Third, an issue that just continues to mount significant levels of friction is the complementarian/egaliatarian divide. Because this issue not only pertains to gender roles but also to hermeneutics in general as well as our understanding of God and ethics, there doesn’t seem to be an end in sight with regard to the impasse that evangelicals are experiencing herein. Consequently, it appears that complementarians will continue to be caricatured as patriarchal while egalitarians will continue to differ among themselves as to whether the Bible actually teaches their view or whether it should be interpreted in ways that ultimately lead to their view. Be this as it may, the disagreement over the roles of women in the family and the church are so entrenched in deeper views of hermeneutics and biblical authority that unless one side concedes, and I don’t see that happening any time soon, this divide will only expand.
The fourth and final issue that is coming to the forefront right now is the dizzying impact of questions related to homosexuality. As opposed to the previous topics which do have several areas where different evangelicals can sometimes nuance their positions in highly sophisticated ways to go either in a conservative or more progressive direction, this subject really has no third route on the map. It’s a two lane road with no shoulder to pull off to the side.
In fact, this issue could prove to be the dividing line on whether the term evangelical retains any real meaning. What would it mean for someone to embrace this term while actually arguing that homosexual behavior is biblically permissible? Even still, for many conservatives who will remain faithful under the growing pressure created by this subject, they will definitely be ostracized by many on the evangelical left and viewed more as theological fundamentalists than evangelicals (or perhaps the term fundy-gelical will become somewhat of a label). And that my friends leads to my conclusion.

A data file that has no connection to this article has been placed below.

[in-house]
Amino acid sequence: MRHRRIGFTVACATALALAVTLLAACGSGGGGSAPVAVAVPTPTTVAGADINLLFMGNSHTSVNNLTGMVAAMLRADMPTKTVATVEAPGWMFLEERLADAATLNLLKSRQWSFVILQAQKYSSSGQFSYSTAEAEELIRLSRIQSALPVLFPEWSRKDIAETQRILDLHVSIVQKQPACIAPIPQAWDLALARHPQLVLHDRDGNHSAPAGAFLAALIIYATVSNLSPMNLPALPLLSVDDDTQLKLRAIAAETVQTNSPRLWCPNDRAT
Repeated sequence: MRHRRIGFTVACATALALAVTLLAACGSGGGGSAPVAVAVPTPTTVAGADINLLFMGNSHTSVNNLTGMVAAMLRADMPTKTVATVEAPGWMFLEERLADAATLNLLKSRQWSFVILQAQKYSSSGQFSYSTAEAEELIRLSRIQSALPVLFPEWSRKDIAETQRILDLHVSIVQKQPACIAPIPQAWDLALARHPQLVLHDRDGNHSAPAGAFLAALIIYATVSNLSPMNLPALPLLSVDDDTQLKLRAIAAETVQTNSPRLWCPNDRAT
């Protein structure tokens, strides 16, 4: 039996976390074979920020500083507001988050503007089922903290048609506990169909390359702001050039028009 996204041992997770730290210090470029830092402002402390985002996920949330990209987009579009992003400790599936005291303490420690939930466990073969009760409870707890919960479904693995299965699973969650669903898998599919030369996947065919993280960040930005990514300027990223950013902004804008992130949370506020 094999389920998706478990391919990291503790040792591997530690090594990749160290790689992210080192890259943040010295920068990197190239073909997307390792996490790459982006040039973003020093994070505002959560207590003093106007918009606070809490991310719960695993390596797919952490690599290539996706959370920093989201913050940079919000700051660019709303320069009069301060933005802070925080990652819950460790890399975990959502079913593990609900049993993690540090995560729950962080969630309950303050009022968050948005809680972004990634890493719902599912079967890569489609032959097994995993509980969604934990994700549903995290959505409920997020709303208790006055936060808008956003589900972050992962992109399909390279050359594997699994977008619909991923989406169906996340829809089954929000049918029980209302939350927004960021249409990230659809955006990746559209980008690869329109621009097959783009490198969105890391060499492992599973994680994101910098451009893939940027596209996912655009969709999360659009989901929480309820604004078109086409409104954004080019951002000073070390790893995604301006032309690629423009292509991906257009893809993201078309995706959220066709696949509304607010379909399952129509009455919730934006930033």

As these kinds of theological lines continue to be drawn, assorted pockets of evangelicals most likely will feel forced to network with kindred spirits who share their theological commitments. And in doing so, it’s possible that more trans-denominational alliances will be formed. Perfect examples of this include groups like The Gospel Coalition or Together for the Gospel. In these guilds, complementarianism and Calvinism are the theological axioms that unify these evangelicals from a multiplicity of denominations.
In the future, I think an ebb and flow of these kinds of groups will increase as conservatives strive to preserve their doctrinal commitments, stand as an alternative to the evangelical left, and avoid aligning with traditional fundamentalist regimes. Now how will such a trend affect denominations in general or local churches in particular? Who knows. But perhaps in the end, the original evangelical vision may have a better chance of being realized with a bit more doctrinal bite to it. We will have to wait and see….